Skip to content

“Designer of Dreams”: Villa Fornasetti in Milan c. 1955

The majority of my inspiration comes from images I find online. The internet is a great resource, but often I find myself starring at the same pictures over and over again. Just the other day I was in desperate need for inspiration. As I battled some icy blasts of Melbourne spring wind I was saved by a book in a shop window which I immediately had to look at.

It was The Iconic Interior: 1900 to Present by Dominic Bradbury. I bought it there and then even though I am sure I could have found it cheaper online somewhere. Given that I love books and I love bookshops I feel it’s important to support them. And what’s not to like about seeing something, buying it on a whim and taking it home that very moment.

So, here is my first instalment for you from this wonderful tome: the Milanese home of three generations of the Fornasetti family. Fornasetti was established by Piero (1913-1988), a Milanese painter, sculptor, interior decorator, engraver and furniture designer who was known as “the designer of dreams”. Naturally the house is filled with countless Fornasetti pieces, yet it does not feel like a showroom. It just invites you in.

I adore the fearless use of colour throughout the house. The Fornasetti’s Mediterranea wallpaper (below) I’ve loved for ages and recently been thinking about using it in the very neglected entrance of my house.

This must be one of the best salon hangs of mirrors I have seen. It works so brilliantly, not just because of its scale and the amazing dark green wall (white would simply not have the same impact), but also because none of the pieces match, yet each is stunning in its own right.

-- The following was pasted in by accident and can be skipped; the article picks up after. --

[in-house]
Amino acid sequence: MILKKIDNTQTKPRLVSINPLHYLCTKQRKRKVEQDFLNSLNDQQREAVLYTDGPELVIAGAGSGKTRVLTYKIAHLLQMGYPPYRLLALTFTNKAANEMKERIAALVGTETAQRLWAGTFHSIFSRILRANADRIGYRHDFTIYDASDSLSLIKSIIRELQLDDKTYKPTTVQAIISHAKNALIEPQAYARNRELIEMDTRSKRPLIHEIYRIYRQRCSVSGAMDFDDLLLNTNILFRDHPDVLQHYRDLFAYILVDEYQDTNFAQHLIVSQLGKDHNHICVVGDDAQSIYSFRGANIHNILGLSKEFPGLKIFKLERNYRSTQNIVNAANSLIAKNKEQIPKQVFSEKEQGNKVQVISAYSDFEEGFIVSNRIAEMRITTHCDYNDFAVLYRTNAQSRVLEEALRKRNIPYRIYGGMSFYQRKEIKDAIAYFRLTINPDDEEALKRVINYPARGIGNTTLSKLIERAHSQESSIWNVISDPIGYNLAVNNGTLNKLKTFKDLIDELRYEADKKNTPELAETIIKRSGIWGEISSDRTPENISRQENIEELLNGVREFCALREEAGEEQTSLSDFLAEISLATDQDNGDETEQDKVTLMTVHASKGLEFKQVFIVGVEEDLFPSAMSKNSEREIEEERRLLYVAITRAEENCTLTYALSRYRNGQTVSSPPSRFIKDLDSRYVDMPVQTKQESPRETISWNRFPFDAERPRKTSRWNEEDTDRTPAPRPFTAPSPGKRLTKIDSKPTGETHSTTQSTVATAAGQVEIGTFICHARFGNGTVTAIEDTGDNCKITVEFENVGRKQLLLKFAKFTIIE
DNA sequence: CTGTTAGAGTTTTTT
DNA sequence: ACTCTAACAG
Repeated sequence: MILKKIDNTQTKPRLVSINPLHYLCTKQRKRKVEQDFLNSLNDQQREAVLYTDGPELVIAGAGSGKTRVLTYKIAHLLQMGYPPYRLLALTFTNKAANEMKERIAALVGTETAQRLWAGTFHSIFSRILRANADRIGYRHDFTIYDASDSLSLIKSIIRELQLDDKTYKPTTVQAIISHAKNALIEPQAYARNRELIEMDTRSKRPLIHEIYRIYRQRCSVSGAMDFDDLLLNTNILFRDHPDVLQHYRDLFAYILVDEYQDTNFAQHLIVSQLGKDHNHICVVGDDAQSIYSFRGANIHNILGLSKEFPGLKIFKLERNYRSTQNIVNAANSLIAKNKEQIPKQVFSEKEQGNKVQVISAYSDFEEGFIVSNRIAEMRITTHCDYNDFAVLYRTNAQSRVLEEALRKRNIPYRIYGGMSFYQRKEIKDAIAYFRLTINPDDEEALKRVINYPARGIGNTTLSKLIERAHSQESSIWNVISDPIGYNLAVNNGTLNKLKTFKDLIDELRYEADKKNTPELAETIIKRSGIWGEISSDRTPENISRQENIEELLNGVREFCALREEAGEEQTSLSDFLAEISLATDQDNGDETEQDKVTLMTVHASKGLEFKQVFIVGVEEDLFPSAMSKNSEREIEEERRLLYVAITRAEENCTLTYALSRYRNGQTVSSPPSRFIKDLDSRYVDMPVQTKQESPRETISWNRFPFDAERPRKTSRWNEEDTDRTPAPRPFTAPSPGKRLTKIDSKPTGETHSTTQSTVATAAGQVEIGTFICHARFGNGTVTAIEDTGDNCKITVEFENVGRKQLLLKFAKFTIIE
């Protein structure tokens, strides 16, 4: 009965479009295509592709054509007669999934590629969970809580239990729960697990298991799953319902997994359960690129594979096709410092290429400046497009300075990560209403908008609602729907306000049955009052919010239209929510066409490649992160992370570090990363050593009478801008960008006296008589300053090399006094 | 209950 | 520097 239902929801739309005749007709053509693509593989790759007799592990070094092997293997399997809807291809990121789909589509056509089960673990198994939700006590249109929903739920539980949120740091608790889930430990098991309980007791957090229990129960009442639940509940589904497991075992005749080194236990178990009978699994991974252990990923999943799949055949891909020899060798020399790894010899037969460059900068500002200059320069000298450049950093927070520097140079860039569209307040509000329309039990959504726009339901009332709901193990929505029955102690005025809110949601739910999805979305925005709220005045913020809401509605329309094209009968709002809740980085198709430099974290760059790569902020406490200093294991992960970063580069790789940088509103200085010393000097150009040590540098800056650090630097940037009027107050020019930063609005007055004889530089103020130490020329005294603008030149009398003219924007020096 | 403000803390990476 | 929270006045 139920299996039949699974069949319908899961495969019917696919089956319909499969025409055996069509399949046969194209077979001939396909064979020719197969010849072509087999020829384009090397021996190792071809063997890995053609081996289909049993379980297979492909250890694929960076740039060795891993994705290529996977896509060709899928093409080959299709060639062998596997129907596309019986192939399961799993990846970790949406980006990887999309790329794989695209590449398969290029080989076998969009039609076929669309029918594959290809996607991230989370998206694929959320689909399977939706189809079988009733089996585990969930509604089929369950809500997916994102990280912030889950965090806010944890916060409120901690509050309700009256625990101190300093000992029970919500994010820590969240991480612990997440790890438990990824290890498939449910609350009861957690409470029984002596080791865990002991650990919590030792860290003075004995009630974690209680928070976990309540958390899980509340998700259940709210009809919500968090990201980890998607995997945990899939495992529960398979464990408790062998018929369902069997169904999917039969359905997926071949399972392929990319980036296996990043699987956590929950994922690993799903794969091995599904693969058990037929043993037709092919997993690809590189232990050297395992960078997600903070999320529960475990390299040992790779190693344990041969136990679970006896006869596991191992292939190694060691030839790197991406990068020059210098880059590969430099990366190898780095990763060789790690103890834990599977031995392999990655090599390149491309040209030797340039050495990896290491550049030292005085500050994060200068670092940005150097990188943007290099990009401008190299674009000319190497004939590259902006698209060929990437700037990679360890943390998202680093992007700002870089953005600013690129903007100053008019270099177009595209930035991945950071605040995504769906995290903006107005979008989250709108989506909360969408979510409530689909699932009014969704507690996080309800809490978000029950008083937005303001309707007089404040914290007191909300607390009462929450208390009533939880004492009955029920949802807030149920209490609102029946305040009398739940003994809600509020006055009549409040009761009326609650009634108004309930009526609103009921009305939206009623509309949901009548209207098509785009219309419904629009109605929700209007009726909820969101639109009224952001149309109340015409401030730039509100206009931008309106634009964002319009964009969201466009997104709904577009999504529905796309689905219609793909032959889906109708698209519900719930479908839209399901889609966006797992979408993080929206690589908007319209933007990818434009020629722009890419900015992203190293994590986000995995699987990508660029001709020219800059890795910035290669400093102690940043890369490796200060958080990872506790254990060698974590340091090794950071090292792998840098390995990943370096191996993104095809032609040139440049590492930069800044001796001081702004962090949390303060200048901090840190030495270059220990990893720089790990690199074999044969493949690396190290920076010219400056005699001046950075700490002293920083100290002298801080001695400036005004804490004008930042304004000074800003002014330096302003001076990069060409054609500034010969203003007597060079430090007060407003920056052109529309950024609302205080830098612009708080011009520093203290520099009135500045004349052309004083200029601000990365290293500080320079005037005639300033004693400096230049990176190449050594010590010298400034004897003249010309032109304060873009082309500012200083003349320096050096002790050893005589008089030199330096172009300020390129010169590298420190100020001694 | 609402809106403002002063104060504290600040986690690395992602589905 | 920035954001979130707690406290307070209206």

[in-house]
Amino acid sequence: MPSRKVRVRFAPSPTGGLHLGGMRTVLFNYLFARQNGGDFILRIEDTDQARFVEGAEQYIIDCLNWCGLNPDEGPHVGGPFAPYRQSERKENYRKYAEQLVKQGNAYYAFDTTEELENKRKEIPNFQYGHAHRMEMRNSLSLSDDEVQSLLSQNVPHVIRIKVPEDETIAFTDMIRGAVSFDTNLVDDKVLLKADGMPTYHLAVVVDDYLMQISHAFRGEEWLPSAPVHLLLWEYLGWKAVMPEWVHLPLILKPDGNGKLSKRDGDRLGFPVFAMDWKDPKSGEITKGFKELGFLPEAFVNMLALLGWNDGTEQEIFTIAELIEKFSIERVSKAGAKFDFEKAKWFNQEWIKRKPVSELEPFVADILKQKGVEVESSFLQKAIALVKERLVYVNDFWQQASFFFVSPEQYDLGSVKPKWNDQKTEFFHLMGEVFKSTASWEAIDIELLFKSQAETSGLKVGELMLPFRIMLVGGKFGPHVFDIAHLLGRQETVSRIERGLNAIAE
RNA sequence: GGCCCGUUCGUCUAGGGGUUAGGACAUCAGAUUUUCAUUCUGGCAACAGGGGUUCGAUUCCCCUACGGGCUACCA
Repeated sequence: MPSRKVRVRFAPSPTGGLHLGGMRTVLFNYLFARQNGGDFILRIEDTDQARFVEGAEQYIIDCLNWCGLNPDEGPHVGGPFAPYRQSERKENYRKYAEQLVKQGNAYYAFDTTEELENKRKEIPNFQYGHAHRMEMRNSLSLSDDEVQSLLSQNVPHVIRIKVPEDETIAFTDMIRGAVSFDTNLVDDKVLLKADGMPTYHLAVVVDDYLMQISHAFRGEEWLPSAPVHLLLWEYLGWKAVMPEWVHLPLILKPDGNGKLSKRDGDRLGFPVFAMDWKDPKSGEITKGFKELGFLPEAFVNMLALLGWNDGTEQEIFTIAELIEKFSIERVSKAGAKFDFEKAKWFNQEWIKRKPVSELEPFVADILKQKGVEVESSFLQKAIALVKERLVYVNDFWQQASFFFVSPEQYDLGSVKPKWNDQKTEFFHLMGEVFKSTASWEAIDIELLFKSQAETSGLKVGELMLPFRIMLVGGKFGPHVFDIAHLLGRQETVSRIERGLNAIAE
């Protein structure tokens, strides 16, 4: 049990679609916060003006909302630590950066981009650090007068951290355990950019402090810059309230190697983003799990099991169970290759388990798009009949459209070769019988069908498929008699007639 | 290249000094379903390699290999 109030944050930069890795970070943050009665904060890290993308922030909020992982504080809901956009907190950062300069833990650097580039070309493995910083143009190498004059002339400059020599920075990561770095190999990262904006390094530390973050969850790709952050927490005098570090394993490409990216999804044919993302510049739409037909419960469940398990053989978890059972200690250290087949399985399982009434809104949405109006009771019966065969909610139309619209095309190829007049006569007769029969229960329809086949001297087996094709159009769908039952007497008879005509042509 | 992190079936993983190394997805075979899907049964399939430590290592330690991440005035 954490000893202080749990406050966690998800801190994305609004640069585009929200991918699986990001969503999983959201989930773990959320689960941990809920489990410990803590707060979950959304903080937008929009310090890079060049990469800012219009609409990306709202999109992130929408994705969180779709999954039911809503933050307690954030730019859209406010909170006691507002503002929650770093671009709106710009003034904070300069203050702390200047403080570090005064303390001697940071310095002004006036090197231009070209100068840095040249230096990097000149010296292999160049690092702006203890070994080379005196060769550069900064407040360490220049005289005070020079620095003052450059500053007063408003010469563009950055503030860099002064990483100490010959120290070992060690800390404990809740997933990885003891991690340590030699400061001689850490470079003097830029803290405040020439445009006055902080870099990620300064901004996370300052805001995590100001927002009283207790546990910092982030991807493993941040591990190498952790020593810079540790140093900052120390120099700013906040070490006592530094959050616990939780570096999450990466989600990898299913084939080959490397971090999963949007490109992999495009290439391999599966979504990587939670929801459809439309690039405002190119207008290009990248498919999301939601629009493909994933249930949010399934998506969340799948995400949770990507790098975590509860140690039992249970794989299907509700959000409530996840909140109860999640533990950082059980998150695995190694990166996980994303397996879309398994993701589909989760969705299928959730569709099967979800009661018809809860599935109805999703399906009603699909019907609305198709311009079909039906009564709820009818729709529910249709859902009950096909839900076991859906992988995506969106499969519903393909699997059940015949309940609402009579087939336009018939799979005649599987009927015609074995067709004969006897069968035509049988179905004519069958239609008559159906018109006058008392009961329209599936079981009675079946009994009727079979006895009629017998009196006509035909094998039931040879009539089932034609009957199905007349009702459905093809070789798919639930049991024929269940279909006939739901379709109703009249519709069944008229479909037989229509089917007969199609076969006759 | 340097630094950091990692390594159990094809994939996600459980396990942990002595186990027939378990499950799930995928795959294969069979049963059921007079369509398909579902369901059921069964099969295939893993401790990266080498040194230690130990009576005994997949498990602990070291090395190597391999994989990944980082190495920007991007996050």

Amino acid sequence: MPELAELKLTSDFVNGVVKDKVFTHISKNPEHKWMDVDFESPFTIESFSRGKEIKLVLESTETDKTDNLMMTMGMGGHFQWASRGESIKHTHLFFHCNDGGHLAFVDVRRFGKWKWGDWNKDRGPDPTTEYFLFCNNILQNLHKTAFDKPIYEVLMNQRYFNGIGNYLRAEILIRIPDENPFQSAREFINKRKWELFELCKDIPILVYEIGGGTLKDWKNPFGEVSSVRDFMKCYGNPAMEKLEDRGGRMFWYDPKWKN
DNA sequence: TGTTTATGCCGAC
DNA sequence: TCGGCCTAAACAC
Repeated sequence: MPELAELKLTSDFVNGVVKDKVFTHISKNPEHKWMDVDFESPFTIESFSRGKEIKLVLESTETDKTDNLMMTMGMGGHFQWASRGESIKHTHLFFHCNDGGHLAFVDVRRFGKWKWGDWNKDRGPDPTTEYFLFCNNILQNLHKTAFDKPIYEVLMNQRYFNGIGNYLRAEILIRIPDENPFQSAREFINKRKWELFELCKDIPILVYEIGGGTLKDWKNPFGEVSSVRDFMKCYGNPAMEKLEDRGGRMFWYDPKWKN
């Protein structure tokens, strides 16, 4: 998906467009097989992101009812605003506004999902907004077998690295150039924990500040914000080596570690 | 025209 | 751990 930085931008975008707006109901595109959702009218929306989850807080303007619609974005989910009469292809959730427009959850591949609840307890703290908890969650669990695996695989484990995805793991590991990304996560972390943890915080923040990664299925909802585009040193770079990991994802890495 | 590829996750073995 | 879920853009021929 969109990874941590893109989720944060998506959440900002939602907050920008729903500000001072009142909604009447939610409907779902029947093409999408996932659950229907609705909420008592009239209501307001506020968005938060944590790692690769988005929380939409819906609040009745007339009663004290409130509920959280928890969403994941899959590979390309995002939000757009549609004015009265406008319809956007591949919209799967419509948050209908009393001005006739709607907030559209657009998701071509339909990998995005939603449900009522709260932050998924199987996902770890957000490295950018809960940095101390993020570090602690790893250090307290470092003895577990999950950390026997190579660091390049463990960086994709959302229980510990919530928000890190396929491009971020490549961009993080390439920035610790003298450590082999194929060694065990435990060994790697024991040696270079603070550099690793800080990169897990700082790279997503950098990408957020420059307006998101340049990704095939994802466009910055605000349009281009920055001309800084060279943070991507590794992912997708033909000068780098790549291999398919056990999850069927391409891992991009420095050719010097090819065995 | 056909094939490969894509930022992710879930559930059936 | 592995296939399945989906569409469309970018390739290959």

The art historian in me loves the giant mural of The Ideal City after the early Italian Renaissance painter Pietro della Francesca on the wall of the studio below.

Fornasetti’s iconic butterflies appear in odd spots all over the villa.

The house certainly reflects Piero Fornasetti’s values. He said “I do not believe in eras or times. I do not. I refuse to establish the value of things based on time.” In an era when fashions are changing faster than ever before, this timelessness is something to celebrate.

I look forward to sharing more incredible interiors from my latest purchase. Do you still buy books from bookshops or are they just showroom for you before purchasing cheaper copies online? I do both and would love to hear your thoughts.

 

4 Comments Post a comment
  1. Love this post! Absolutely agree with your stance on book buying and am going to get myself a copy of ‘The Iconic Interior’ at the earliest opportunity! My favourite book i’ve recently bought is ‘Jean Dunand – his life and works’. An amazing book which showcases the work of an art deco master. It amazes me that Jean Dunand is not still a household name – and you can’t find too many images of his work online either!

    October 30, 2012
    • kate #

      Thanks for the tip. Will track down the book about Jean Dunand too.

      October 30, 2012
  2. Anne Nevile #

    Loved the fornasetti house – as for bookshops – I love them – the kindle is great but nothing beats the feel and smell of the real thing is unmatchable… Also the shop ha gives the ability to browse – to sit and huddle on the steps and leaf through a volume to try before buying.

    November 22, 2012
  3. melwitz folino #

    Fornasetti…..has always been a fav of mine since I was a kid….Maestro!

    April 4, 2013

Leave a Reply

You may use basic HTML in your comments. Your email address will not be published.

Subscribe to this comment feed via RSS